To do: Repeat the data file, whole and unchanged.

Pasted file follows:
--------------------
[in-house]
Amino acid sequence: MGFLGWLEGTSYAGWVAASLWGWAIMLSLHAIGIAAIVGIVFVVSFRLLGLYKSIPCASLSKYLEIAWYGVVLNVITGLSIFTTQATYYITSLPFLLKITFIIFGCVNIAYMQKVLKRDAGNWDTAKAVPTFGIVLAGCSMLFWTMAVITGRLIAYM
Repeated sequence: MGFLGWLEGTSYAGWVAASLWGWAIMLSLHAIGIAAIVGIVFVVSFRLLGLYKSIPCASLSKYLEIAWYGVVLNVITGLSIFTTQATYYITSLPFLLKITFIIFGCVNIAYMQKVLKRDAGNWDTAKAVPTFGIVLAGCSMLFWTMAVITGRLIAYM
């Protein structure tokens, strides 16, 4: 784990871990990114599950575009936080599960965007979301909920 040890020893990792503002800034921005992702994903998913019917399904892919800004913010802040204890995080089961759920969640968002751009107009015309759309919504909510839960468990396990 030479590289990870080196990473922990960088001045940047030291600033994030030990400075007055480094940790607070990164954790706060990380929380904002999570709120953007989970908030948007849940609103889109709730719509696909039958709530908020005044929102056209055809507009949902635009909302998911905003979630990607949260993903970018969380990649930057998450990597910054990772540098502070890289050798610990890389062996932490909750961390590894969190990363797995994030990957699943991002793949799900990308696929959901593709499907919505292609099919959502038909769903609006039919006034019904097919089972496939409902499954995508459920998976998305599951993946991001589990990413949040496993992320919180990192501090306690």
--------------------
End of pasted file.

[in-house]
Amino acid sequence: MGFLGWLEGTSYAGWVAASLWGWAIMLSLHAIGIAAIVGIVFVVSFRLLGLYKSIPCASLSKYLEIAWYGVVLNVITGLSIFTTQATYYITSLPFLLKITFIIFGCVNIAYMQKVLKRDAGNWDTAKAVPTFGIVLAGCSMLFWTMAVITGRLIAYM
Repeated sequence: MGFLGWLEGTSYAGWVAASLWGWAIMLSLHAIGIAAIVGIVFVVSFRLLGLYKSIPCASLSKYLEIAWYGVVLNVITGLSIFTTQATYYITSLPFLLKITFIIFGCVNIAYMQKVLKRDAGNWDTAKAVPTFGIVLAGCSMLFWTMAVITGRLIAYM
């Protein structure tokens, strides 16, 4: 784990871990990114599950575009936080599960965007979301909920 040890020893990792503002800034921005992702994903998913019917399904892919800004913010802040204890995080089961759920969640968002751009107009015309759309919504909510839960468990396990 030479590289990870080196990473922990960088001045940047030291600033994030030990400075007055480094940790607070990164954790706060990380929380904002999570709120953007989970908030948007849940609103889109709730719509696909039958709530908020005044929102056209055809507009949902635009909302998911905003979630990607949260993903970018969380990649930057998450990597910054990772540098502070890289050798610990890389062996932490909750961390590894969190990363797995994030990957699943991002793949799900990308696929959901593709499907919505292609099919959502038909769903609006039919006034019904097919089972496939409902499954995508459920998976998305599951993946991001589990990413949040496993992320919180990192501090306690």